Cebu (say-boo) is the central island of the Visayas, which is the middle island group of the Phillipines, and Cebu City is the capital of that province. Ferdinand Magellan landed here in 1521, claimed the island for Spain, and was promptly beheaded by King Lapu Lapu, ending his effort to circumnavigate the globe. (His first mate carried the effort through; for some reason we still give Magellan credit, despite getting the job only half-done.)
This is one of the biggest cities in the country (3rd? 5th? depends how you count), and has all the touchstones of a Southeast Asian metropolis: sweltering, suffocating heat, shopping malls that you can take tours of, and noodles for breakfast. I’ve been busy these first few days, but I have had the chance to sample each of those hallmarks, the second of which is in the foreground of the view from my hotel:
As you’ll note, the Cebu City Marriott is in a neighborhood boasting not just the Ayala Center mall seriously, you can take a tour!) but a cluster of other gigantic upscale hotels and office buildings. Monday evening, I took a stroll away from the hotel, doing my best to follow the worn paths of other pedestrians, hoping to find some humanity.
Not three blocks from the four-star Marriott, I found myself in a warren of alleys, side-streets and passageways, carved out amid closed-sized shops and tin-roofed homes. Knee-high kids ran up and down the road, shrieking and chasing flying objects and each other, darting between motorbikes and brightly painted Jeepneys– vans with windows cut out and benches in the back that offer urban transport in the Philippines. In front of every open door, skewered meat grilled on open coal stoves, and through every window, veiled with plastic sheeting, TVs glowed and murmured, and families devoured rice bowls.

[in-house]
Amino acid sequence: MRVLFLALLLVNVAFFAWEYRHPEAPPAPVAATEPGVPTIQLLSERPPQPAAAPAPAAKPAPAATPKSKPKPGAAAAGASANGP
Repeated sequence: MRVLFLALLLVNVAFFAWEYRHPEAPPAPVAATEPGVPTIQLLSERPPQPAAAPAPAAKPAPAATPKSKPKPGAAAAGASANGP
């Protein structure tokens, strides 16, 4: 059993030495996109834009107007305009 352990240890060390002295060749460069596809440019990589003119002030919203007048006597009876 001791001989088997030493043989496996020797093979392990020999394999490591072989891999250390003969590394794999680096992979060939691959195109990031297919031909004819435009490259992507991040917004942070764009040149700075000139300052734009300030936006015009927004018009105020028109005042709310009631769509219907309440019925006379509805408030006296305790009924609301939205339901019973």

I expect this will be a common contradiction in the places I visit in the coming months, as it is in the other Asian megalopoles I’ve seen: bright and Western newness dropped jarringly into a vibrant, vital, and, frankly, poor city. On all levels, Cebu is actually among the wealthier cities in this country, but it can hardly escape its geography.